Re: [DNSOP] Second Working Group Last Call for draft-ietf-dnsop-extended-error

Eric Orth <> Thu, 31 October 2019 19:08 UTC

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From: Eric Orth <>
Date: Thu, 31 Oct 2019 15:08:24 -0400
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Subject: Re: [DNSOP] Second Working Group Last Call for draft-ietf-dnsop-extended-error
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On Fri, Oct 25, 2019 at 9:29 AM Petr Špaček <> wrote:

> Would it be possible to get some time allocation of your UX design folks,
> before we set the protocol in stone?

Not likely, unfortunately.  Downside of not having specific plans yet.
Makes it difficult to allocate UX experts.

- Is the current version with "no categorization" okay?
> - Will it be okay in future if dnsop starts adding new codes?
> - Or should we add some inherent categorization into the protocol to make
> it future-proof?
> - If a categorization is needed, what form is best for UX? (please
> suggest!)

Speaking for myself from a non-UX perspective (and I am not a UX expert),
forward compatibility of error codes is a common pitfall in many similar
systems.  Once error receivers start relying on specific error codes to
produce specific essential behavior, expandability often gets locked out
because you can't replace those codes with new ones that receivers might
not immediately recognize.  And having a receiver only know "unknown" error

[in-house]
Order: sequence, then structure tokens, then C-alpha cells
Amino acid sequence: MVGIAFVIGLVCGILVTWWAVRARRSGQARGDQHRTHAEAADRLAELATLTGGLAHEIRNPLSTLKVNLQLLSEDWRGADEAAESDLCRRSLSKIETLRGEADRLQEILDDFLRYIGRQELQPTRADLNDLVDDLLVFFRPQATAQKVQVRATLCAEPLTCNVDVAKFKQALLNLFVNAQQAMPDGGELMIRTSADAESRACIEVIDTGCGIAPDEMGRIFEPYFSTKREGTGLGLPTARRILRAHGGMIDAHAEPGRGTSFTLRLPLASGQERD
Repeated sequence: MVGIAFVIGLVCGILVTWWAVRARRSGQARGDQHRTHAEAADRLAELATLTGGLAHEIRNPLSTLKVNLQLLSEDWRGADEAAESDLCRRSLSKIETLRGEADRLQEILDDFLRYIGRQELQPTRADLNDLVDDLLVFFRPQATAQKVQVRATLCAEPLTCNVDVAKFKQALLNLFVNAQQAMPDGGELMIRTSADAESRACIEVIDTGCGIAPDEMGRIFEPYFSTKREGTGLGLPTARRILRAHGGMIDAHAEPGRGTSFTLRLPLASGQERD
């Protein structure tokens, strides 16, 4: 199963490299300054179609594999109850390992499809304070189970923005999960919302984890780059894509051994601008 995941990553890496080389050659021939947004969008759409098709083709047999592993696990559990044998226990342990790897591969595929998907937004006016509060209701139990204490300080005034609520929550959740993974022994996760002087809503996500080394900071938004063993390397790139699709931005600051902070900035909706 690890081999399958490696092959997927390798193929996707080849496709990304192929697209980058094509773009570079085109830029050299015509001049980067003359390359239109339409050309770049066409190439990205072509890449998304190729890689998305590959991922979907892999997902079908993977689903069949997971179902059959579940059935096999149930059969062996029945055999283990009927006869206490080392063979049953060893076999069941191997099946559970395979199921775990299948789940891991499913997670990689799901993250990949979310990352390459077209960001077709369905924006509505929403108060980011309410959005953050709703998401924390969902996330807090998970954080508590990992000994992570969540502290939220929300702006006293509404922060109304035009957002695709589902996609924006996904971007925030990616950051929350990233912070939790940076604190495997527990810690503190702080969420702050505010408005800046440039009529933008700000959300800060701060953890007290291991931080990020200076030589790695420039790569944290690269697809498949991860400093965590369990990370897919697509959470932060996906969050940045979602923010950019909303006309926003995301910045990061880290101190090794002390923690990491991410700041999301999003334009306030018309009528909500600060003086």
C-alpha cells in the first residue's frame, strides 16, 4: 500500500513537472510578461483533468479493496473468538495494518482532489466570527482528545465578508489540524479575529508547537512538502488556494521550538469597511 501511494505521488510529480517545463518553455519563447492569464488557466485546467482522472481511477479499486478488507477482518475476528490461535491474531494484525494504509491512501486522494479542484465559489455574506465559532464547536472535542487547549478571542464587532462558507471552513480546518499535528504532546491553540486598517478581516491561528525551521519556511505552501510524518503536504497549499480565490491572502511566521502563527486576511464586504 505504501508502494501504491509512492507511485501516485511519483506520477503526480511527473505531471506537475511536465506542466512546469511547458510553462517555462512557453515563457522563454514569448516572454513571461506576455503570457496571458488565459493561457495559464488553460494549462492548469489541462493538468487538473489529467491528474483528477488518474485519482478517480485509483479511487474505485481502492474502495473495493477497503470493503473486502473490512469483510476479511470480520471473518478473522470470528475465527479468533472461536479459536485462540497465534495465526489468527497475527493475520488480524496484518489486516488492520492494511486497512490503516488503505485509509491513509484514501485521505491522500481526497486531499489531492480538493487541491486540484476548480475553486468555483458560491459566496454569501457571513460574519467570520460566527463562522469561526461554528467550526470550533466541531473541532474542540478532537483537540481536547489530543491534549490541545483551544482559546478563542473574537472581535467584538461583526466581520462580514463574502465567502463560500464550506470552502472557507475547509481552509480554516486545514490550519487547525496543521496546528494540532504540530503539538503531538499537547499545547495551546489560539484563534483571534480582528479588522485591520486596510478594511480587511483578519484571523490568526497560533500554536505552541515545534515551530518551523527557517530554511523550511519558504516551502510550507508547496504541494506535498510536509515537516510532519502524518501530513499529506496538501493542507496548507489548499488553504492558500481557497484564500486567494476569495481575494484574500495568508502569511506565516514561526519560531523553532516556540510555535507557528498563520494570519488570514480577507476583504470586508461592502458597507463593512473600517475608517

is usually pretty bad.  Attempts to solve these issues usually involve
stuff like categorization, user-visible messages, and multiple ordered
errors, but my anecdotal experience is that it's pretty rare for such
mitigations to be fully supported by all sides to the level where it
actually helps and expandability still ends up limited.

But specifically to EDE, I think the general circumstances make us fine
without taking any specific steps to mitigate forward compatibility.  It's
mostly been designed just for "supplemental" signalling.  And at least for
the general use cases, eg browsers, I doubt enough recursives will ever (or
be able to) support it for the stub to rely on receiving a recognized EDE.
It will always need to be a nice-to-have with the receiver able to provide
good behavior if no EDE (or an unrecognized new EDE) is received.

So no, I don't think categorization is necessary to make EDE useful.  In
fact, I think it would probably make things more complicated than necessary.